Margaret, David, Wolf Creek 2 and, oh … torture porn

By Patrick Stokes, Deakin University

Well, I’m outraged, I tells ya. Outraged!

This is such a shameful snub. Margaret Pomeranz and David Stratton, beloved hosts of ABC’s At the Movies, have apparently refused to review a major new Aussie movie. OK, maybe this particular movie is not everyone’s cup of tea. But is it really too much to expect they – and the public broadcaster they work for – should get behind Australian cinema and cover high-profile, locally-made movies?

After all, Horny Marsupial Wrangler Babes in Trouble 2 is the sequel to the highest-grossing Australian porn film in years. This is a pretty big deal.

Why the silence about such a major Aussie success story, Margaret and David? I can only conclude it’s sheer snobbery on your part. Curse these stuck-up arthouse types. Just where do they get off? (So to speak.)

Admittedly, I haven’t actually seen Horny Marsupial Wrangler Babes in Trouble 2, mostly because I just made it up. (Please, nobody invoke Rule 34: “If it exists, there is porn of it on the internet”). But imagine if there really was such a film, and David and Margaret refused to review it. Would you think that’s unreasonable?

Margaret and David.

I’d imagine most people would think that’s fair enough. Why on earth would a serious movie show review a porno? To the extent that anyone has ever come up with a serious definition of porn, one key feature is that porn exists primarily to produce sexual arousal; artistic merit, even if it’s a consideration, must be subordinate to that aim. Debbie Does Dallas (1978) may have a certain kitsch charm (ah, so I’m told), but Citizen Kane it ain’t.

And yet, apparently At the Movies’ refusal to review Wolf Creek 2 (Stratton separately gave it a negative review for The Australian) is seen as a serious lapse in some quarters. National film editor at Fairfax Media Karl Quinn accuses them of having “abnegated their responsibility as Australia’s most-watched movie critics,” insisting that whatever they think of it, Wolf Creek 2 “is an artefact and it demands inspection” – apparently just because it’s popular.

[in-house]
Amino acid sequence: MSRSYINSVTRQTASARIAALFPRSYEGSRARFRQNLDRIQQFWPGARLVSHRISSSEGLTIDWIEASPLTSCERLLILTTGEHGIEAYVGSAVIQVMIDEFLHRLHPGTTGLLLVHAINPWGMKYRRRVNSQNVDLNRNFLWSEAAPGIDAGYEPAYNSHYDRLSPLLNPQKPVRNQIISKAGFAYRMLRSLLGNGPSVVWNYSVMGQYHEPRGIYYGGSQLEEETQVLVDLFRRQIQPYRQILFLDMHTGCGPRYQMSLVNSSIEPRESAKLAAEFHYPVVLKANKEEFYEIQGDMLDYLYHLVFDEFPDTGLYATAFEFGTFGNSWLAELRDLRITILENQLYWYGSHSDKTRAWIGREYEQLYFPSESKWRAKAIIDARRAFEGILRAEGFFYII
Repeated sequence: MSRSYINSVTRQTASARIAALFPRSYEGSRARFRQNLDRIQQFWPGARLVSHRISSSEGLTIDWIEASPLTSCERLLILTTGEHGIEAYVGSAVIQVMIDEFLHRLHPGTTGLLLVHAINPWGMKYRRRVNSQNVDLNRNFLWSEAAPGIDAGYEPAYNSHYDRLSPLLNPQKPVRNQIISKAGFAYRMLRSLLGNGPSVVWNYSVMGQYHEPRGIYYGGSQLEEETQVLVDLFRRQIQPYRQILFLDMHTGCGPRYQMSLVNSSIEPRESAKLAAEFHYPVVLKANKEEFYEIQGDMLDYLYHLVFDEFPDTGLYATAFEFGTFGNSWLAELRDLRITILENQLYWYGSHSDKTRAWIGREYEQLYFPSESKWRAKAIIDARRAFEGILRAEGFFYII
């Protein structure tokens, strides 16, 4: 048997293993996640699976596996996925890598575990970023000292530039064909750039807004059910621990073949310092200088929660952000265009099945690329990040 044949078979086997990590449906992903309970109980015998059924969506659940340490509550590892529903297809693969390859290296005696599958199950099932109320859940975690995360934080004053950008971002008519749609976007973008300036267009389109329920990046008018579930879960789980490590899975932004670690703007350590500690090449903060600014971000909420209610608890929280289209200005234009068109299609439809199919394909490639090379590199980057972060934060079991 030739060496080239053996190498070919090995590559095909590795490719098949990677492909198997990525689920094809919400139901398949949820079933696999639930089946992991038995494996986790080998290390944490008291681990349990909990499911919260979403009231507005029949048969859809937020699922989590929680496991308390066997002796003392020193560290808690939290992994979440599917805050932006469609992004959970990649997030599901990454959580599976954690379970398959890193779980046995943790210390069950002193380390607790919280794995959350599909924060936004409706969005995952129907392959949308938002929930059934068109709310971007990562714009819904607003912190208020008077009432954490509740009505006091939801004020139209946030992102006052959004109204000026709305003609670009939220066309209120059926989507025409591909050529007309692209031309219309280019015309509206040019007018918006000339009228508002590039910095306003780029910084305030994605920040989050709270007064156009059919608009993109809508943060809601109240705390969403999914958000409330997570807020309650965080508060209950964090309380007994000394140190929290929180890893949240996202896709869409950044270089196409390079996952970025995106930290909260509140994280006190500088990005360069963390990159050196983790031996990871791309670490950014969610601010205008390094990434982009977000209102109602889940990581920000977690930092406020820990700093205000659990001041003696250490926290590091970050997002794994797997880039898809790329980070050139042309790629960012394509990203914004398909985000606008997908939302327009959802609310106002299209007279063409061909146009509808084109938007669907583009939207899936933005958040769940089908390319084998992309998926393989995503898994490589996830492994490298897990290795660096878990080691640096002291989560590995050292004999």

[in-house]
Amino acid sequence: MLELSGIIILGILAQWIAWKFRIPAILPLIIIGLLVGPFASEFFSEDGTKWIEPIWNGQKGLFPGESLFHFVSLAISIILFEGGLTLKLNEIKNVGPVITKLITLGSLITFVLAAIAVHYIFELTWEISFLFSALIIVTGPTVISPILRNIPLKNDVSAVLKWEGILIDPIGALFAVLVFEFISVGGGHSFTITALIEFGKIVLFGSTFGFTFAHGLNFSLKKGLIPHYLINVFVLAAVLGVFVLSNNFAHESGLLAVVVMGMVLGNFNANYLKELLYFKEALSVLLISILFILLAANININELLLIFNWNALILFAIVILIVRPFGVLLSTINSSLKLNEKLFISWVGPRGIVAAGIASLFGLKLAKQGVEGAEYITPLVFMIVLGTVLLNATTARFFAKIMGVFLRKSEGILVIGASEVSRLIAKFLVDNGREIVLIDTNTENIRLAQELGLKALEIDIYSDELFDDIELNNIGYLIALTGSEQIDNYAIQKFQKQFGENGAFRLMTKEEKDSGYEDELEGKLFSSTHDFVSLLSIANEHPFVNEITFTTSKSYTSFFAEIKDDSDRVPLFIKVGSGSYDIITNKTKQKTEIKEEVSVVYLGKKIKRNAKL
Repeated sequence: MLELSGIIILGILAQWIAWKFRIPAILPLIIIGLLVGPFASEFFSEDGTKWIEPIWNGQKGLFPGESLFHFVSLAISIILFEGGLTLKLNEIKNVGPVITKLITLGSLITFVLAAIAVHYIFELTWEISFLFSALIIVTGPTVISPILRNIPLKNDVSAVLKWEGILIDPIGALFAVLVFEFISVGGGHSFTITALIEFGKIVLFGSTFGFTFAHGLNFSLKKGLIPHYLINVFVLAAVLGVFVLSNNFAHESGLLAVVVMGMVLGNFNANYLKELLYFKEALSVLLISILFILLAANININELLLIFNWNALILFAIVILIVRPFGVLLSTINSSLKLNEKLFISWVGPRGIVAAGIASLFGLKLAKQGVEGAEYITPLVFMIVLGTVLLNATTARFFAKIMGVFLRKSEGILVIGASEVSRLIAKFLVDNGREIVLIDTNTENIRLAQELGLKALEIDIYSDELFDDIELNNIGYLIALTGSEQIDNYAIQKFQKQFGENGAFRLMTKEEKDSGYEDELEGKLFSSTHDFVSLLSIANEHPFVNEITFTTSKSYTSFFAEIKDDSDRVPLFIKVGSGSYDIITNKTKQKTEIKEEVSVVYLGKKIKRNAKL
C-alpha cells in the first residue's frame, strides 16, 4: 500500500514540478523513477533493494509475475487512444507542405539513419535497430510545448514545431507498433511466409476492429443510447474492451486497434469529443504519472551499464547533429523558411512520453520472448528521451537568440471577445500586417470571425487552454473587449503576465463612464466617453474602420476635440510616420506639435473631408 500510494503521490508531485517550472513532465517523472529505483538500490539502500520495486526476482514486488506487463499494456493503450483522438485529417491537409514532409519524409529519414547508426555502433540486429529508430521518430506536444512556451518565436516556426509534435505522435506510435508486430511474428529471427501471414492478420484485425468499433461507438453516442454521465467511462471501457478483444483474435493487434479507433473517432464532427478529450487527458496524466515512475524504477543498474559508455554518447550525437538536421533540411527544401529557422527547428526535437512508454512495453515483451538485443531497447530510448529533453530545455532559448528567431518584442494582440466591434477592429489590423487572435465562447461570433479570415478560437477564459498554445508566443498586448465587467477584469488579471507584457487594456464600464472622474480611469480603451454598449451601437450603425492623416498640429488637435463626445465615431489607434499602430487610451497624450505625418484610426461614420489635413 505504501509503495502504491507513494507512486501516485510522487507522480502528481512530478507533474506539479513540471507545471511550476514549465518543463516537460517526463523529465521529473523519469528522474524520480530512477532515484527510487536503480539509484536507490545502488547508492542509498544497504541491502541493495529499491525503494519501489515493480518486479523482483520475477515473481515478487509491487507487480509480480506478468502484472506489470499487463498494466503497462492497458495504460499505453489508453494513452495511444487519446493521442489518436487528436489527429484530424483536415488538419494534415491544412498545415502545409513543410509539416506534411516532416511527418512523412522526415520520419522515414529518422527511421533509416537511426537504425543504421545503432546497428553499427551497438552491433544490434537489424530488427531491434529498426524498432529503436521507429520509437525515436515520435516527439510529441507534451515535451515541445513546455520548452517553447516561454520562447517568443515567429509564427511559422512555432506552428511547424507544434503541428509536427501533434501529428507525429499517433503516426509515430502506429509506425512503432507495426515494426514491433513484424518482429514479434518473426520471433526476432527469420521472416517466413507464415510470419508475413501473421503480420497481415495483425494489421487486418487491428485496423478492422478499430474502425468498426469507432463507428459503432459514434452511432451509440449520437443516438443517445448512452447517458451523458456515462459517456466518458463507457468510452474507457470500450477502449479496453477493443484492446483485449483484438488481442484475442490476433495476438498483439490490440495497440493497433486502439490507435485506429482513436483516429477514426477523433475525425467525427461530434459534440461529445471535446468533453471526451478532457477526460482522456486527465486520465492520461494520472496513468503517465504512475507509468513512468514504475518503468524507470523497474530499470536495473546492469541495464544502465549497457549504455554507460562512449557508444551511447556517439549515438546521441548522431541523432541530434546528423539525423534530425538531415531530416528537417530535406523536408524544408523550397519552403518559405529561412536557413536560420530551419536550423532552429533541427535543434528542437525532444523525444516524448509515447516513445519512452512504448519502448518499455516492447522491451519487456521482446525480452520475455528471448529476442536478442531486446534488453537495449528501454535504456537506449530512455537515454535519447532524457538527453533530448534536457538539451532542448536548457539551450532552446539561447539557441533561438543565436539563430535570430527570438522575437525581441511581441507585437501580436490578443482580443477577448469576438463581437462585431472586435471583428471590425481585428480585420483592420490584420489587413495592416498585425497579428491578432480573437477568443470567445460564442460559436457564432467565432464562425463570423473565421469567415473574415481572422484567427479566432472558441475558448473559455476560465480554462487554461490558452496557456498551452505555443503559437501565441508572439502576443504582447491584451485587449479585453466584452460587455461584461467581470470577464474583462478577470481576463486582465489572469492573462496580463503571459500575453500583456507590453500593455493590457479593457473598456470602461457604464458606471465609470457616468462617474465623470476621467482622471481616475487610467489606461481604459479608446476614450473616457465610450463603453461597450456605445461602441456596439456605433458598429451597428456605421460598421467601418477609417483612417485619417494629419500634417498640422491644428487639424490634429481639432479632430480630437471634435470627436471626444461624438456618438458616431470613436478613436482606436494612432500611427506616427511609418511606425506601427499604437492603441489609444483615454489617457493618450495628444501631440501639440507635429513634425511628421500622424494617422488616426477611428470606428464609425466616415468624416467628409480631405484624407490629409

Wolf Creek 2’s writer and director, Greg McLean, was also understandably peeved:

what on earth are they thinking? Simply not reviewing an independent Aussie movie that beat its US studio competitor Lone Survivor … is worth paying some attention.

Take a look at the comments attached to that article, and it becomes clear a certain number of people out there view this as a dereliction of the ABC’s duty to give taxpayers what they want to see, and to support the Australian film industry. Another example of the public broadcaster failing to show “basic affection for the home team” it would seem.

To be clear, I’m not arguing against the existence or availability of horror films, or porn films for that matter. If people want to watch these things, fine – though as consumers of these products we also need to be aware that there are arguments against both these things that deserve to be considered seriously rather than simply dismissed out of hand. “But I like it!” or “Ewww, gross” aren’t much chop as arguments either way.

What’s more interesting here is the unsettling double-standard. Despite all the hand-wringing about the “mainstreaming” of porn in the internet era, cultural artefacts such as Saw (2004), Hostel (2005), The Human Centipede (2009) and Wolf Creek (2005), with their gratuitous depictions of gore and violence, are somehow considered more socially acceptable than pornography. Why is “torture porn” somehow more valid than, well, porn-porn? Why does at least a section of the public expect At the Movies to review one but not the other?

No doubt there are some important differences. A second defining feature of porn that’s been noted, for example, is that porn invites you not merely to enjoy what’s being done on screen, but to approve of it too, at least implicitly. There’s a certain “pro-attitude” involved in arousal.